The Federal Trade Commission (FTC) held a workshop last week on the effectiveness of consumer disclosures. Titled “Putting Disclosures to the Test”, the workshop featured a series of presentations on recent academic, professional, and government research. Given that the average reading level in the United States is between the 7th and 9th grade, financial institutions and others offering complex products have their work cut out for them. Here are our top 3 takeaways from the workshop:

  1. More disclosure doesn’t mean better disclosure. In one study of games that included advertisements, it was determined that disclosures delivered in two channels (e.g. audible and visual) were less effective than disclosures delivered in a single channel. Another study found that consumers spend about the same amount of time on any given disclosure (a few seconds), regardless of the length of the disclosure. As a result, the researcher suggested that brief disclosures could be more effective than lengthy disclosures by focusing the consumer on unexpected aspects of the disclosure or by targeting relevant disclosures based on specific contexts or personalization.
  2. Native ad recognition depends on the context. In one study, only 37% of consumers exposed to native ads (in this case, sponsored articles) were able to identify them as ads. That study concluded that changes to the context in which native ads were presented (e.g. placement) had a greater impact on recognition than the objective features of advertising disclosures (e.g. enhanced disclosure text). In another study on native ads in social media, consumers were generally able to identify native content as advertisements at a higher rate. The study found that native ad recognition in social media varied depending on placement of the ad, brand familiarity, and the quality of photographs presented.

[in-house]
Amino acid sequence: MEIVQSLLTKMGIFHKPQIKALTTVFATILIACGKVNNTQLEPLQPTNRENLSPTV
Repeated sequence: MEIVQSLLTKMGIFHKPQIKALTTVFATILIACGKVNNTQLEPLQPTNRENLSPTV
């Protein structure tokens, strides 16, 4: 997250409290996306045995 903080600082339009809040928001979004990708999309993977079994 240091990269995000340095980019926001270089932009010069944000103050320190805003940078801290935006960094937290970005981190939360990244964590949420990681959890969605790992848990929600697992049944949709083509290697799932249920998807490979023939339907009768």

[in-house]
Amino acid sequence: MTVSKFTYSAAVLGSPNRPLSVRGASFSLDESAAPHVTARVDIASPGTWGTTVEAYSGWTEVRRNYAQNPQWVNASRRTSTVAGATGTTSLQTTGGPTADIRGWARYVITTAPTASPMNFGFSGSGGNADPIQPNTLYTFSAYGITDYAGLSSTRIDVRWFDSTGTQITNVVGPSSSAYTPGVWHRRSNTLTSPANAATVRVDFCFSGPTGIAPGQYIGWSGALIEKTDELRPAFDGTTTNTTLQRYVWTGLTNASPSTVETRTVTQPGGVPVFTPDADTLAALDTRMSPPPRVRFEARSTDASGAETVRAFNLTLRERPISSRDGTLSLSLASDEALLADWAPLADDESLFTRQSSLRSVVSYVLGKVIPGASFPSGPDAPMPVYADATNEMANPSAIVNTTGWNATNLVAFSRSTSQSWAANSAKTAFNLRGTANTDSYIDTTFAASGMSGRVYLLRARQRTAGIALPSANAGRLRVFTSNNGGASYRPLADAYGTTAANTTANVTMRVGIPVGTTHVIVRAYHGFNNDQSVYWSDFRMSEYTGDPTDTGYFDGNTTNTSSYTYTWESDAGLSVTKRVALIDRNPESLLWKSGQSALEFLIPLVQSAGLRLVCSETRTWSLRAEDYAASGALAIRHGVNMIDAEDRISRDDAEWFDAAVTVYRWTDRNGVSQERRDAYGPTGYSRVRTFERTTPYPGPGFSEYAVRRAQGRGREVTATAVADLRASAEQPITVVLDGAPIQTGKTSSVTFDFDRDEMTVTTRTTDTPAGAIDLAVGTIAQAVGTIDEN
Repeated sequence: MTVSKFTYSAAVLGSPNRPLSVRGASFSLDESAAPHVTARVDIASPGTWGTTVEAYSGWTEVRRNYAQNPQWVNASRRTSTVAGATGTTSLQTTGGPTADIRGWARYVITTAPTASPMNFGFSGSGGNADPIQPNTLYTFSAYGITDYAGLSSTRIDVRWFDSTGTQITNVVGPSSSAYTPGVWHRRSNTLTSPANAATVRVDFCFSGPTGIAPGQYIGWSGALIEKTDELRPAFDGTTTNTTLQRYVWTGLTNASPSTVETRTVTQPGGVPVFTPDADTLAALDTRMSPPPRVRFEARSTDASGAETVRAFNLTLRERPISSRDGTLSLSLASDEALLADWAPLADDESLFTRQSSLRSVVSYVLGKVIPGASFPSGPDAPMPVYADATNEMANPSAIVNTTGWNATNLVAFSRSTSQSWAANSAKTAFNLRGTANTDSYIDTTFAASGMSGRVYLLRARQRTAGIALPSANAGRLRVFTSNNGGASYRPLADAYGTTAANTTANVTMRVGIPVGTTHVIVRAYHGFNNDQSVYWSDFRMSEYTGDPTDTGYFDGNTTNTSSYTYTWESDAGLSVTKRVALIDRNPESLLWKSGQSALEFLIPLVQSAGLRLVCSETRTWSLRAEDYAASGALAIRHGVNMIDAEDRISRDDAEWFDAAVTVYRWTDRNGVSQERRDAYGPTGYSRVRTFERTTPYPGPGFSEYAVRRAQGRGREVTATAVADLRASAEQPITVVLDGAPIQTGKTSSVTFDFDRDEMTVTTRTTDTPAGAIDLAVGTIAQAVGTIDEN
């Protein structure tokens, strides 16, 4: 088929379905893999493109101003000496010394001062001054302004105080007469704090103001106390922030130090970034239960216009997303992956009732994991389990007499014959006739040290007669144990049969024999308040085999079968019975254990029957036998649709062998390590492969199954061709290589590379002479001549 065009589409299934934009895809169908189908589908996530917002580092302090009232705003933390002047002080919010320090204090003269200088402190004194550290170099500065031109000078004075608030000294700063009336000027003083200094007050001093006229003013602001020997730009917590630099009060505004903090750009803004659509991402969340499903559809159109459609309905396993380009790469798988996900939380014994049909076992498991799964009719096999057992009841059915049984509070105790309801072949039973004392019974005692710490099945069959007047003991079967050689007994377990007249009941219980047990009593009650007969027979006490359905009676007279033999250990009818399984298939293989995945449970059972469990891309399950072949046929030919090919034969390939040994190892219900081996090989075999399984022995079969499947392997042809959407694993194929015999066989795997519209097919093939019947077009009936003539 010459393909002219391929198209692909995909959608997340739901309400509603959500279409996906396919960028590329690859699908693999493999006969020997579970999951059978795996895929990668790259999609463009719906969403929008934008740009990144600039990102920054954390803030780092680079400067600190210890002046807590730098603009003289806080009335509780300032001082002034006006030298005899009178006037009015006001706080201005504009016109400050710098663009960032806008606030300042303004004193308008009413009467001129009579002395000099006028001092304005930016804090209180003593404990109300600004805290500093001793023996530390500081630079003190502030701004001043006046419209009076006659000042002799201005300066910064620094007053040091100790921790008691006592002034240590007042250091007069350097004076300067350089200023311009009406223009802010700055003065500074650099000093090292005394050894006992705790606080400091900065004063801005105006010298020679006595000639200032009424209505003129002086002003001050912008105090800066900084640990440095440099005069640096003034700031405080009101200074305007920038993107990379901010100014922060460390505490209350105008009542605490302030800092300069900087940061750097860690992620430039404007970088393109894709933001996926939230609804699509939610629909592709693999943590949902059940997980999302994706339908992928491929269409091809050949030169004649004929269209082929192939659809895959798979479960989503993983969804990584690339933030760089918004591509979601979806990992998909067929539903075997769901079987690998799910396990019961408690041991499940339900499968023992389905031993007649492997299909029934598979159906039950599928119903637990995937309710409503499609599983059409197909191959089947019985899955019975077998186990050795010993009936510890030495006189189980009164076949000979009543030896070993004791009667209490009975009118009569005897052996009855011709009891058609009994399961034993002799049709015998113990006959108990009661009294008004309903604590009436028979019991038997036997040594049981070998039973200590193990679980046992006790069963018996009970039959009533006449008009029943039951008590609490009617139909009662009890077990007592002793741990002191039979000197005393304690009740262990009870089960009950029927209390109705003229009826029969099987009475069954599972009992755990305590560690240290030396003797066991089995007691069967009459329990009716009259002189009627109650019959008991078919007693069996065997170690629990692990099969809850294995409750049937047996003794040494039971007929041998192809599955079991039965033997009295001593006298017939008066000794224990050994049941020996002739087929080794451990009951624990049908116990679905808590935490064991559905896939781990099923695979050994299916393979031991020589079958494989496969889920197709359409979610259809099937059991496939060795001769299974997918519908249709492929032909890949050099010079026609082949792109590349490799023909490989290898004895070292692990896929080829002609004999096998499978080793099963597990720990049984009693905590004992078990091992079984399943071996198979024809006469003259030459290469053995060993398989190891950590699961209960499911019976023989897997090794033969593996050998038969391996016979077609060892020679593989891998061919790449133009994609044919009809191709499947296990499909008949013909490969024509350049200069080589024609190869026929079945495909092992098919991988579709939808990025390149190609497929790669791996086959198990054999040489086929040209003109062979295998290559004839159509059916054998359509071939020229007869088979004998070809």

3. The FTC is focused on effective disclosures, and the CFPB is too. The FTC has led the way in providing guidance on effective online disclosures. The agency’s 2013 “.com Disclosures guidance serves as a primary resource for companies advertising and providing products online. The FTC indicated that, In the coming weeks, it will put together a read-out from this workshop and provide some additional commentary. As electronic interactions with consumers evolve, interested practitioners should keep track of these developments. We’ll be sure to post relevant updates here on PLA (the Payment Law Advisor).

Finally, it’s notable that a representative from the Consumer Financial Protection Bureau’s (CFPB) Office of Research participated in the workshop. She provided a summary of recent research on how the context in which disclosures are presented impacts comprehension. For example, the CFPB representative noted that 35% of consumers identified a fairly discreet aspect of a disclosure when they were allowed to review the disclosure alone, compared to only 5% when consumers reviewed the disclosure face to face with a researcher. The CFPB has spent a significant amount of time rooting out deceptive marketing practices through enforcement actions (see our UDAAP database) and the agency’s efforts to contribute to the growing body of research on effective disclosures appears to be a complimentary area of focus.

The FTC is accepting comments in connection with the workshop until November 2, 2016. Information on the agenda, videos of the workshop, and links to many of the studies discussed are available here.